The newspaper says it is subjecting its reporters to a polygraph test, popularly referred to as a lie detector test.
This follows Gwede Mantashe‘s recent statement in which he alleged that he had paid a R70 000 bribe to two reporters of the newspaper to quash a report that he had an extramarital affair with a student.
Mantashe has since retracted the claim, saying he did not actually pay the money. However, the newspaper is demanding an apology from him saying it has suffered reputational damage.
Sunday World editor Makhudu Sefara explains: Inspite of the inconveniences that we’ll introduce to the production process, we will start it on Friday [the polygraph testing]. There was a meeting between Sanef and the Minister… in that meeting I did make it clear to the Minister that in as much as people might believe that we sell newspapers, the thing that we actually really sell is the integrity of the news process, its the credibility of the newspaper, it is reputation that the newspaper is built on.”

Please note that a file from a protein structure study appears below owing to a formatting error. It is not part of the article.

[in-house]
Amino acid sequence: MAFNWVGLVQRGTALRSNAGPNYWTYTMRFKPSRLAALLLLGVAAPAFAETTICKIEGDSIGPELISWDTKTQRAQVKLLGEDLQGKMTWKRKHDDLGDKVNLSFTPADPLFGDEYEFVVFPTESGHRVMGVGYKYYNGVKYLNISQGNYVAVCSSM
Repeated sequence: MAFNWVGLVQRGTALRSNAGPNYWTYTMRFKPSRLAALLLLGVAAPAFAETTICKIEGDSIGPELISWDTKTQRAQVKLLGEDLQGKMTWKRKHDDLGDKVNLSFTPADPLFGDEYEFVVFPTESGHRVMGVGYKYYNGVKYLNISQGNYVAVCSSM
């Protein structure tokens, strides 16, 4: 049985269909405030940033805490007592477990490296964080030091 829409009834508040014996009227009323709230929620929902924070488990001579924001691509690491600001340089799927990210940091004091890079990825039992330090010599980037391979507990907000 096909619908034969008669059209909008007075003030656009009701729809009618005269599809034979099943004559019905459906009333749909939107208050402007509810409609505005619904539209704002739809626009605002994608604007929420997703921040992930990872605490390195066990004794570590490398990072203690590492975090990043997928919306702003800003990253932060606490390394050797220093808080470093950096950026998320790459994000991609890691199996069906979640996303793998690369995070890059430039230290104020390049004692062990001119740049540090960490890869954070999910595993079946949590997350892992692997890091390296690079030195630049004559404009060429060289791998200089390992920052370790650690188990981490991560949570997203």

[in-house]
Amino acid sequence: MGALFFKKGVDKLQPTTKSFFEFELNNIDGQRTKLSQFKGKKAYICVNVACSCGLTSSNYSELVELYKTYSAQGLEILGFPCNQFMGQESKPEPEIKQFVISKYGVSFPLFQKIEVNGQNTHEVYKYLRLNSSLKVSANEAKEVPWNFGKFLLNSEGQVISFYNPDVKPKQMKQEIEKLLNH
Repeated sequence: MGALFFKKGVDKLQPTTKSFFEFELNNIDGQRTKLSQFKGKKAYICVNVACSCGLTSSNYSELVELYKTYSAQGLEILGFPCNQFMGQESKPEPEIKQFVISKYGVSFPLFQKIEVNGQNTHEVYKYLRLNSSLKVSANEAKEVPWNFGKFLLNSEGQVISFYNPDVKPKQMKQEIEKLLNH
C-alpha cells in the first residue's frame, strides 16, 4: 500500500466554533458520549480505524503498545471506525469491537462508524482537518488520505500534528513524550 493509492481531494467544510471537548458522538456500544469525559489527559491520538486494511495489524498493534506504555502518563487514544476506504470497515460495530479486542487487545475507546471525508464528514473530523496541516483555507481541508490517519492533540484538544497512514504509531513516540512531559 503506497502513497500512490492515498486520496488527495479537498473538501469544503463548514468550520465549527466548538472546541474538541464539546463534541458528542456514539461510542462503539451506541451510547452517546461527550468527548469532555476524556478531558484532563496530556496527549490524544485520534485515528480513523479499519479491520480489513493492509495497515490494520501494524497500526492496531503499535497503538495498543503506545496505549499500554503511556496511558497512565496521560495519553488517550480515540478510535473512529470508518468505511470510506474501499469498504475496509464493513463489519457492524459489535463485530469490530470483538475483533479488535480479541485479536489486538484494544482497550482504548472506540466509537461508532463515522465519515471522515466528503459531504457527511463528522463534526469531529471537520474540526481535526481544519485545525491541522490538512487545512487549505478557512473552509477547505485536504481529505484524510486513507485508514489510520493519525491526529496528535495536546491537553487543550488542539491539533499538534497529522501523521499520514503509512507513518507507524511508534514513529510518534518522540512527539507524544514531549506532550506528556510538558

The publication says it has suffered reputation damage due to the claim. Sunday World editor Makhudu Sefara says the damage to credibility not only affects its journalists but the media industry as a whole.
“Mantashe has not provided substance to his claims. There’s an apology that is due to the entire media industry.” said Sefara.